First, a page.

Keep your head in the clouds but…

1 03 2009

istock_000003187407xsmallAll my life I have had a natural tendency to dream about the future, about what could be.  I also like to strategize about what it would take to get there and most of my life growing up I was told to get my head out of the clouds and get to work.  It happened in school, at home and as a teen it even happened at work.  Now I know this sounds bad and maybe you can here the, “Poor is me” fiddle playing but it’s not.  The truth was that I didn’t perform well as a kid growing up.  I didn’t get my homework done, I didn’t get my chores done and I didn’t always do well at my job early in life, unless it meant talking to people.  That was always something I had no trouble in producing.

The problem was that well meaning people around me tried to motivate me to be productive and do what I needed to do by inferring that my dreaming and planning wasn’t productive or valuable.  They didn’t see the benefit to what was going on in my head and consequently neither did I.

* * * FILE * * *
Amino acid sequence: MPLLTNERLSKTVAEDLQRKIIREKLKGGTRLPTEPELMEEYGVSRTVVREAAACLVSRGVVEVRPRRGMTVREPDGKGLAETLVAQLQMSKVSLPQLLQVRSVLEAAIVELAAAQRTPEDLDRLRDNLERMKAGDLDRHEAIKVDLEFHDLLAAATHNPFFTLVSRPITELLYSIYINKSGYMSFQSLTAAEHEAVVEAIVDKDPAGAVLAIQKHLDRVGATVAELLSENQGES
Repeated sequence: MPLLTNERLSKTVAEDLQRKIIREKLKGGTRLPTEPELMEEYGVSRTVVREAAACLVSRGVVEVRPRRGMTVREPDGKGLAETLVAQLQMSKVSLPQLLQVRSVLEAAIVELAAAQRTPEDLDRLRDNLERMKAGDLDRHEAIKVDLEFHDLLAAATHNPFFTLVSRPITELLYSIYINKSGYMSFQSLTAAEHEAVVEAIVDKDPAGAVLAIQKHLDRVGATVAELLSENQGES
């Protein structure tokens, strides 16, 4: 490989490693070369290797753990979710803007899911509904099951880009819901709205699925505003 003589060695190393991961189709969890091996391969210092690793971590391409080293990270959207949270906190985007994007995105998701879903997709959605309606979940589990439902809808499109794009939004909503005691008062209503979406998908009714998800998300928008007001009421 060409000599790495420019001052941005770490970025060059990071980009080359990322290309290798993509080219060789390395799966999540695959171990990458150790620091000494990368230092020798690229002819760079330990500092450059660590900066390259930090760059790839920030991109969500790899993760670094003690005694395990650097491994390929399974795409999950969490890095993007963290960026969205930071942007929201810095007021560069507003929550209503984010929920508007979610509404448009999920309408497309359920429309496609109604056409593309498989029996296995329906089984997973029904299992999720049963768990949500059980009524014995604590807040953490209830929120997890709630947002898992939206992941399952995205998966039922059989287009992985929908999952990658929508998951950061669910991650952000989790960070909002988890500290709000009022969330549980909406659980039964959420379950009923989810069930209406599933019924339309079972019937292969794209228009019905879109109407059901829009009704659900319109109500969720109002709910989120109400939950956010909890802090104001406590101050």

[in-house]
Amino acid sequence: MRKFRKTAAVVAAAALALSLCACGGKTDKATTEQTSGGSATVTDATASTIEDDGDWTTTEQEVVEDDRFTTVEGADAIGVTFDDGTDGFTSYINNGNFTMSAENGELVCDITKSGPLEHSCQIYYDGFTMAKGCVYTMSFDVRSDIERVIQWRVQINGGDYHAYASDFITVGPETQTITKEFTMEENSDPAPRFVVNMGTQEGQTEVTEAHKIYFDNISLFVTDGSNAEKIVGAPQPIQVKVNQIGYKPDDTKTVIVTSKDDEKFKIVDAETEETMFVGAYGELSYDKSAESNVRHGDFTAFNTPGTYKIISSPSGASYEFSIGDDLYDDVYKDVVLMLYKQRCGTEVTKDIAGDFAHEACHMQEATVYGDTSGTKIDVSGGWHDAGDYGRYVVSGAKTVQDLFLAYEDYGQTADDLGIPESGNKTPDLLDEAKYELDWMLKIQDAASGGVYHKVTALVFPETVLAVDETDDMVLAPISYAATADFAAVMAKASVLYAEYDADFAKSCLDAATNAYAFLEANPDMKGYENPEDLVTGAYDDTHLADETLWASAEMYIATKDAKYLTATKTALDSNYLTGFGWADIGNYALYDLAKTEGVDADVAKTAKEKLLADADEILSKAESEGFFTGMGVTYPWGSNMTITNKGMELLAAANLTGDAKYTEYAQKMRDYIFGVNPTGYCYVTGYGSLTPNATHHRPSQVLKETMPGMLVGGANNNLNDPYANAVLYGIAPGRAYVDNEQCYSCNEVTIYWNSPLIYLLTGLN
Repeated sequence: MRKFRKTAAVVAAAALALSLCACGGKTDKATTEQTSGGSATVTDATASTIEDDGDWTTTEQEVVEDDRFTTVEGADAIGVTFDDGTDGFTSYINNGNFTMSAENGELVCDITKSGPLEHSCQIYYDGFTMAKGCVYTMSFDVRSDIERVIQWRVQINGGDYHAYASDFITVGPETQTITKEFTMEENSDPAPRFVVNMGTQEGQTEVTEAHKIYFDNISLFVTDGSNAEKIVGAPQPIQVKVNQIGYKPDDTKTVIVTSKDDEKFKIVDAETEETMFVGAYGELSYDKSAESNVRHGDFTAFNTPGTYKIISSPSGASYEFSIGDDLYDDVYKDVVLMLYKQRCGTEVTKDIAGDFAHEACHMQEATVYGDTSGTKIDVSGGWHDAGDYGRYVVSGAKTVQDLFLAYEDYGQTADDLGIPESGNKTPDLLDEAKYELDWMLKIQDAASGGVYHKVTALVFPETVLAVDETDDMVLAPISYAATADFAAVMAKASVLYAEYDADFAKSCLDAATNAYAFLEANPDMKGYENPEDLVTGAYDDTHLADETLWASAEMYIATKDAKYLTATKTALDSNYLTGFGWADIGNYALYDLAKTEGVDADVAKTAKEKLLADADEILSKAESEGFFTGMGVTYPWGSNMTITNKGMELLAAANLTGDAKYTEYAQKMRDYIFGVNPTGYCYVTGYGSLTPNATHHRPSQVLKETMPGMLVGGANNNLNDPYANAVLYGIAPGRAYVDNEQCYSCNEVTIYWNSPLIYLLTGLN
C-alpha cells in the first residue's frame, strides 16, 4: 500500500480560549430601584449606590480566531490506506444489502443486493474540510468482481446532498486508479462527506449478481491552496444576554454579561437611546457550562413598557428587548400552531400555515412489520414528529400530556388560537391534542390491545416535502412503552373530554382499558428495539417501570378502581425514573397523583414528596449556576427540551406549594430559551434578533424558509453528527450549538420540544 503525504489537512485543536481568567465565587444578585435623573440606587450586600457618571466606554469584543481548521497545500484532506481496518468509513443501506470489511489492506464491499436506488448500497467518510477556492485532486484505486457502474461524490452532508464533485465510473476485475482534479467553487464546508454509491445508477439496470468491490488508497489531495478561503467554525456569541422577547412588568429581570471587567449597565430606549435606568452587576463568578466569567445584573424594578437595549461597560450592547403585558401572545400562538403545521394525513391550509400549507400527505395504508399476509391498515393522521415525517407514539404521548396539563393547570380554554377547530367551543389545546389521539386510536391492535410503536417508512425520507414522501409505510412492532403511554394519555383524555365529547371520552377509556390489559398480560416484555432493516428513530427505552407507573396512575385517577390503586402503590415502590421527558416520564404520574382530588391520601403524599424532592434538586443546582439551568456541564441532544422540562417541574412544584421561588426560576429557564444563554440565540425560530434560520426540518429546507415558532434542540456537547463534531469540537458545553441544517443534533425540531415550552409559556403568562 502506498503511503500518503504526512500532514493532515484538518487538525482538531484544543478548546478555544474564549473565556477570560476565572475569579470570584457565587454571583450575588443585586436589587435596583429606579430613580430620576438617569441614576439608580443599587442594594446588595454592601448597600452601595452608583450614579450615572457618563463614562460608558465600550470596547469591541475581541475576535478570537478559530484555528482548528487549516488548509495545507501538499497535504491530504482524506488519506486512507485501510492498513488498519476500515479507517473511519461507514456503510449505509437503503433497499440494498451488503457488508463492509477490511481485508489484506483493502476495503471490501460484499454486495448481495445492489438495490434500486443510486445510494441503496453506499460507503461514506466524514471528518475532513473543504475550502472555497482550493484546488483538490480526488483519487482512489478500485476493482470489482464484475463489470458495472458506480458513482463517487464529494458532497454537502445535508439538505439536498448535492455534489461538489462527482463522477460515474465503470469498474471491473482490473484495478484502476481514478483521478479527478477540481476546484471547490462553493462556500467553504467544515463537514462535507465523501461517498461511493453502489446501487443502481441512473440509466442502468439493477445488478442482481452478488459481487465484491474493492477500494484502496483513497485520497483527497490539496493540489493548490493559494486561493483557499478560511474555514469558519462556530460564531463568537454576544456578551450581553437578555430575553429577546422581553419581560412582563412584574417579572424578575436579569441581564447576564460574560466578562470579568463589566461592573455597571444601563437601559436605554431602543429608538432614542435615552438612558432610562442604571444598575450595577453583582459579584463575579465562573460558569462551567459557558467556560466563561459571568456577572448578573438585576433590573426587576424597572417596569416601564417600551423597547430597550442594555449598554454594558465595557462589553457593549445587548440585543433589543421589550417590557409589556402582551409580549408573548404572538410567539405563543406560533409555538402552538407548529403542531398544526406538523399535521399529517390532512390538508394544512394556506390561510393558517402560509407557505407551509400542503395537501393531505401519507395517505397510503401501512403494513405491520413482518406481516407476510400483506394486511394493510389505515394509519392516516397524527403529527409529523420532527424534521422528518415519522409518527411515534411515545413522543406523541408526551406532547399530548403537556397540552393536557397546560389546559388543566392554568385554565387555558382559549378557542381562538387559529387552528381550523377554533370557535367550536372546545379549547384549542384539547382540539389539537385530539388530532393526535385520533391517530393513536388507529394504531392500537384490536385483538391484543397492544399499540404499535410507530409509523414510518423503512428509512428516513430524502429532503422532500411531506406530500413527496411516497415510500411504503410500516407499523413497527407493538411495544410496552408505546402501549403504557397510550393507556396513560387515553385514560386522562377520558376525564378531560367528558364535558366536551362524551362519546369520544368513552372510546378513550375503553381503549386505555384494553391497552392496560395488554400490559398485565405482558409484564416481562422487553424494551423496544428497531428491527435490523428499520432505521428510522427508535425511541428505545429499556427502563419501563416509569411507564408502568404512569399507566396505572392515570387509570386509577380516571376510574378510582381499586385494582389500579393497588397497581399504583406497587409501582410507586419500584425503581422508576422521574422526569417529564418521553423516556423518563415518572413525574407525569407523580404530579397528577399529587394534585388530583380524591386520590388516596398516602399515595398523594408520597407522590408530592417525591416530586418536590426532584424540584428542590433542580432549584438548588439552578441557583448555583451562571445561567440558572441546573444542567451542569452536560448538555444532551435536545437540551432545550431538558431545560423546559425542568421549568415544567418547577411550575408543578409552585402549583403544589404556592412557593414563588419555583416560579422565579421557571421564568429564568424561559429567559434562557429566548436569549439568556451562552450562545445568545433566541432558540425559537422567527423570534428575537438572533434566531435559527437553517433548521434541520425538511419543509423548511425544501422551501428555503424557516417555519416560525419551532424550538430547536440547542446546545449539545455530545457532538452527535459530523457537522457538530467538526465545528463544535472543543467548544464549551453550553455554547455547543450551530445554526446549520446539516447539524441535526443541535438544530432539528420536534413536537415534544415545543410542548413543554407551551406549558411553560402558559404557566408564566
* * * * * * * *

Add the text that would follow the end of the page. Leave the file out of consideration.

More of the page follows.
While I was maturing in life I was naturally drawn to dreaming and building things.  It was a hobby, an outlet and often a distraction.  I continued to here the message, “get your head out of the clouds and get your feet on the ground” until I was about 30 years old when a friend heard someone say it to me and stopped us all dead in our tracks.

What he said to me that day is at the core of who I am and how I look at the world, “Keep your head in the clouds but keep your feet on the ground.”  That’s right, it seems like a paradox but that paradox gave me a since of freedom that day but I didn’t understand how to make it happen.  I just knew that it was important and that was the day I was introduced to the idea that BOTH dreaming and the practical are both valuable. Today I have learned that I can see from the vantage point of the clouds while getting things done on the ground.

Do you know the importance of both?  Can you hold this paradox?

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